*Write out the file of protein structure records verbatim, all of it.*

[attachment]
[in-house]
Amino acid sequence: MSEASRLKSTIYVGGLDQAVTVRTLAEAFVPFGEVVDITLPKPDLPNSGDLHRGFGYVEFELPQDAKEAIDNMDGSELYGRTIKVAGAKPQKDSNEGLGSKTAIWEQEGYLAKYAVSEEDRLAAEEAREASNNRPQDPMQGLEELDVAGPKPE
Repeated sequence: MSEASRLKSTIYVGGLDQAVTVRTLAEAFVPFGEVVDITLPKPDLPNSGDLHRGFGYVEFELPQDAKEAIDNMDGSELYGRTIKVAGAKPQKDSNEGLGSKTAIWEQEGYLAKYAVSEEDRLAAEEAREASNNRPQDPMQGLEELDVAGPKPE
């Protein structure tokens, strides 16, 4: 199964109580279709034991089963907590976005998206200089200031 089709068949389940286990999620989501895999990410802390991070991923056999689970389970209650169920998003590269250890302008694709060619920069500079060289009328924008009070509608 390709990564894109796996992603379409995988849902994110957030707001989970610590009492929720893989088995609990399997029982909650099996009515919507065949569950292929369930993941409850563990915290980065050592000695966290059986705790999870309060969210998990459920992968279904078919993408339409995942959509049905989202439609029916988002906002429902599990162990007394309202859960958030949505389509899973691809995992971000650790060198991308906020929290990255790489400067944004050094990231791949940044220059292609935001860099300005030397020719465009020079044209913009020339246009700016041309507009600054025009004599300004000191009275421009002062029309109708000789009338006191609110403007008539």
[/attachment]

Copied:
[in-house]
Amino acid sequence: MSEASRLKSTIYVGGLDQAVTVRTLAEAFVPFGEVVDITLPKPDLPNSGDLHRGFGYVEFELPQDAKEAIDNMDGSELYGRTIKVAGAKPQKDSNEGLGSKTAIWEQEGYLAKYAVSEEDRLAAEEAREASNNRPQDPMQGLEELDVAGPKPE
Repeated sequence: MSEASRLKSTIYVGGLDQAVTVRTLAEAFVPFGEVVDITLPKPDLPNSGDLHRGFGYVEFELPQDAKEAIDNMDGSELYGRTIKVAGAKPQKDSNEGLGSKTAIWEQEGYLAKYAVSEEDRLAAEEAREASNNRPQDPMQGLEELDVAGPKPE
């Protein structure tokens, strides 16, 4: 199964109580279709034991089963907590976005998206200089200031 089709068949389940286990999620989501895999990410802390991070991923056999689970389970209650169920998003590269250890302008694709060619920069500079060289009328924008009070509608 390709990564894109796996992603379409995988849902994110957030707001989970610590009492929720893989088995609990399997029982909650099996009515919507065949569950292929369930993941409850563990915290980065050592000695966290059986705790999870309060969210998990459920992968279904078919993408339409995942959509049905989202439609029916988002906002429902599990162990007394309202859960958030949505389509899973691809995992971000650790060198991308906020929290990255790489400067944004050094990231791949940044220059292609935001860099300005030397020719465009020079044209913009020339246009700016041309507009600054025009004599300004000191009275421009002062029309109708000789009338006191609110403007008539």